Static vs. Dynamic Risk

 

 

 

 

 

 

 

 

 

 

 

 

 

 

 

 

 

 
Static vs. Dynamic Risk

Do you agree or disagree: • Risk issues are largely static, not changing from year to year, so why do we need any change in the organizational approach to addressing risk?

• The traditional risk silos are addressed by specialists who know exactly how to deal with their respective areas of risk.

 

 

Eric Hiu Fung Tse- AD 610- Week2-  Assignment

Table of Content

Static vs. Dynamic Risk. 1

Table of Content 2

Executive Summary. 2

Dynamic vs. Static Risk. 3

Silos vs. Integrated. 5

Conclusion. 6

Reference. 7

 

 

Executive Summary

 

Risks are not always static. Many of them dynamic because the business world (and our world is changing). This is one of the reasons why we need an organizational to address the risk. The process is continuous and dynamic.

Traditionally corporate risk management uses silos approach that has limitations. Many risks are cross functional that sometimes specialists may not know exactly how to deal handle the risks in their respective area. Those limitations drive the emergence of an integration/unified framework to handle enterprise risks as a whole.

Dynamic vs. Static Risk

 

The international business world has been changing dramatically that, people face an assortment of risk almost unimaginable from 10 years ago. For example this decade we introduce e-commerce and other technology that drives business model from years (to the old days) to months (nowadays). No one would agree that risk issues are largely static.

 

Another example is internet that let everyone access information widely ad quickly (Kevin Peraino, 2000). As the Internet comes of age, companies are rethinking their business models, core strategies, and target customer bases. “Getting wired,” as it is often called provides businesses with new opportunities, but it also creates more uncertainty and new risks8. In his book The High risk Society, Michael Mandel states, “Economic uncertainty is the price that must be paid for growth.” To be successful, businesses must seek opportunities “where the forces of uncertainty and growth are the strongest.9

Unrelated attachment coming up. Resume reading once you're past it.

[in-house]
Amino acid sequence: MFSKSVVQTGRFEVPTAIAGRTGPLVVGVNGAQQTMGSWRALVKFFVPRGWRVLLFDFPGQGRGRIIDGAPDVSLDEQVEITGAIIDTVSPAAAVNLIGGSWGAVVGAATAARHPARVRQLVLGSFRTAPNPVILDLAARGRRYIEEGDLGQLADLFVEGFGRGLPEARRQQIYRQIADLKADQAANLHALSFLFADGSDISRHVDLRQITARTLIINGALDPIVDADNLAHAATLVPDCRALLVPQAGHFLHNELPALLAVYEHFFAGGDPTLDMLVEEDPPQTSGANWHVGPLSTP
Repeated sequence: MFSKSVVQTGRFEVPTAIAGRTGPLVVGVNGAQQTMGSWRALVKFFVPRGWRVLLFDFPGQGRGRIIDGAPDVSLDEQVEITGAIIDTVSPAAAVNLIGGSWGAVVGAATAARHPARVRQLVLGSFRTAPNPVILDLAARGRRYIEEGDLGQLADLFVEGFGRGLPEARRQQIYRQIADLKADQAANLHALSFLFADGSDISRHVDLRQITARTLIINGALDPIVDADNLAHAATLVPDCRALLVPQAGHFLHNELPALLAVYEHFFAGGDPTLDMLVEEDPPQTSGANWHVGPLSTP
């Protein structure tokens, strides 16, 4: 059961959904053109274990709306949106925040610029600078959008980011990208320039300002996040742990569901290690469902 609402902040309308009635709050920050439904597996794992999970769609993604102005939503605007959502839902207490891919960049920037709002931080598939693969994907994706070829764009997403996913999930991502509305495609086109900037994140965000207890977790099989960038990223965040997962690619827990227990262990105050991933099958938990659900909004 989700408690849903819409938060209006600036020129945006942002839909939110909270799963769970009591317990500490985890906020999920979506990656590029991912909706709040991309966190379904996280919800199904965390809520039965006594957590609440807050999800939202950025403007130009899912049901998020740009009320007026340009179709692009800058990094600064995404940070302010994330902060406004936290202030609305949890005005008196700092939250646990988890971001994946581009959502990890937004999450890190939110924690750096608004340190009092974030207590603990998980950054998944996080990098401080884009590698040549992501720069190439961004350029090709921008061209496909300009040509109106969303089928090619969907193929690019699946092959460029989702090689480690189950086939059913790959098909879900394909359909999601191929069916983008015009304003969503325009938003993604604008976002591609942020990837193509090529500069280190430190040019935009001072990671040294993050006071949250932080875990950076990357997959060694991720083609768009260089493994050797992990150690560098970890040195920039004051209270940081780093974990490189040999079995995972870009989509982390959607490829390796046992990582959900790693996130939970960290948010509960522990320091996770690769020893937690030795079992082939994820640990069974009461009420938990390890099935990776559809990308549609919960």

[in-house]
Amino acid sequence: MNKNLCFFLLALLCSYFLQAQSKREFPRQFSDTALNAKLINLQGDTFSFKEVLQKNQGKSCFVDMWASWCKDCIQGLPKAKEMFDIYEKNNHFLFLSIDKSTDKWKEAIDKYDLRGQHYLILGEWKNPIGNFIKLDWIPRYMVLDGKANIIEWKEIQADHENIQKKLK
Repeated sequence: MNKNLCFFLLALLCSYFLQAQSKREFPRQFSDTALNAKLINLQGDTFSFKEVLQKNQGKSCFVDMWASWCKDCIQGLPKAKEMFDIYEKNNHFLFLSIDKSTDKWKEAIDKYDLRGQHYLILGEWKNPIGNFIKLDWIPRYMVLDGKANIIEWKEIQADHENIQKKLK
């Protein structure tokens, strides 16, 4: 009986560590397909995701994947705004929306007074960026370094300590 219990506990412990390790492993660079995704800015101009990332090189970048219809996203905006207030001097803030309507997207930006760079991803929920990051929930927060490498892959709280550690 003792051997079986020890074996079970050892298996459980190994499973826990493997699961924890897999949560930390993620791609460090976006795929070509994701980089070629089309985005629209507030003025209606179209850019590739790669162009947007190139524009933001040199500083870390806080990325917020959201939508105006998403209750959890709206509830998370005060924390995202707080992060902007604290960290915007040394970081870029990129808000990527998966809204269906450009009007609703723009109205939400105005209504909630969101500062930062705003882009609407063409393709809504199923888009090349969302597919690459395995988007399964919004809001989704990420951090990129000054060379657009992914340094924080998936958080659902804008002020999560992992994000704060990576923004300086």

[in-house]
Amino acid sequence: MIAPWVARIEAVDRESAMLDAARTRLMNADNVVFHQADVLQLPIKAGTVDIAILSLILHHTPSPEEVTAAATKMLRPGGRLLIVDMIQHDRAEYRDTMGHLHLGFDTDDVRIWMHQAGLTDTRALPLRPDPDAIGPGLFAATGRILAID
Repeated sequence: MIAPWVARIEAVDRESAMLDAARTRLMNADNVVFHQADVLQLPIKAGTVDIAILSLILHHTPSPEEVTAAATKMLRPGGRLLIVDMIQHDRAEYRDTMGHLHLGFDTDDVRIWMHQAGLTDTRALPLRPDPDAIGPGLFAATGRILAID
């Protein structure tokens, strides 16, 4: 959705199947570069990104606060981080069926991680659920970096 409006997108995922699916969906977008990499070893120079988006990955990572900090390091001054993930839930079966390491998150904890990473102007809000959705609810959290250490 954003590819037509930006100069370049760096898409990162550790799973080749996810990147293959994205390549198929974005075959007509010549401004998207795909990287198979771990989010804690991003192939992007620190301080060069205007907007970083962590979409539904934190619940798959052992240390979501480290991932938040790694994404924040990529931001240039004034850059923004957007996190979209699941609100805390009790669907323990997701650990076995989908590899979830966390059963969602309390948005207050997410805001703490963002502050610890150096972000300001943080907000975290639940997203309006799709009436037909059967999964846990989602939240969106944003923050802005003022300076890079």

The third example is the introduction of derivatives, which were originally intended to help manage risk, has themselves created whole new areas of risk. Under US law and the laws of most other developed countries, derivatives have special legal exemptions that make them a particularly attractive legal form through which to extend credit. (Michael Simkovic, 2009) However, the strong creditor protections afforded to derivatives counterparties, in combination with their complexity and lack of transparency, can cause capital markets to underprice credit risk. This can contribute to credit booms, and increase systemic risks.[3] Indeed, the use of derivatives to mask credit risk from third parties while protecting derivative counterparties contributed to both the financial crisis of 2008 in the United States and the European sovereign debt crises in Greece and Italy. (Michael Simkovic, 2009) (Michael Simkovic, 2011)


From the above examples, we can conclude that risks issues have never been static. We need to adopt various techniques to identify risk, and once identified, the process of identification should be dynamic and continuous.

 

To summarize, here are few forces creating uncertainty in the new economy:

 

–          Technology and the Internet

–          Increased worldwide competition

–          Freer trade and investment worldwide

–          Complex financial instruments, such as derivatives

–          Deregulation of key industries

–          Changes in organizational structures resulting from downsizing, reengineering, and mergers

–          Higher customer expectations for products and services.

 

All these changes provides business with new opportunities, but it also creates more uncertainty and new risks (Washington Post, 2000)

 

Silos vs. Integrated